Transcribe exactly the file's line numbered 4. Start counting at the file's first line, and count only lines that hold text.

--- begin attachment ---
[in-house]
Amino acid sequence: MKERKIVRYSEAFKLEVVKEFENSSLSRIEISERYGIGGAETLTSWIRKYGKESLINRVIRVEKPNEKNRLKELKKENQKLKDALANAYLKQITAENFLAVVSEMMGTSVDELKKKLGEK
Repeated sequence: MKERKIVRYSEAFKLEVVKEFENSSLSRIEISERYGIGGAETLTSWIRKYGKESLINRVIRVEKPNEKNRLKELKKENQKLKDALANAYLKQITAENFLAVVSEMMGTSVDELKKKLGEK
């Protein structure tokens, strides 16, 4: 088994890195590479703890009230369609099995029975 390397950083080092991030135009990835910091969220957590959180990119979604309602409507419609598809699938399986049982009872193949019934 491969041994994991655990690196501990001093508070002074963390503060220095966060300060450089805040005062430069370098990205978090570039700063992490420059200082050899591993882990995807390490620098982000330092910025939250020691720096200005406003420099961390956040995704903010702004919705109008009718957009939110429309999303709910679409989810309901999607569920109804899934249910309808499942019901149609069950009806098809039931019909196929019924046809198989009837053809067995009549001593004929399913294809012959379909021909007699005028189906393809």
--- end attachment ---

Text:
């Protein structure tokens, strides 16, 4: 088994890195590479703890009230369609099995029975 390397950083080092991030135009990835910091969220957590959180990119979604309602409507419609598809699938399986049982009872193949019934 491969041994994991655990690196501990001093508070002074963390503060220095966060300060450089805040005062430069370098990205978090570039700063992490420059200082050899591993882990995807390490620098982000330092910025939250020691720096200005406003420099961390956040995704903010702004919705109008009718957009939110429309999303709910679409989810309901999607569920109804899934249910309808499942019901149609069950009806098809039931019909196929019924046809198989009837053809067995009549001593004929399913294809012959379909021909007699005028189906393809």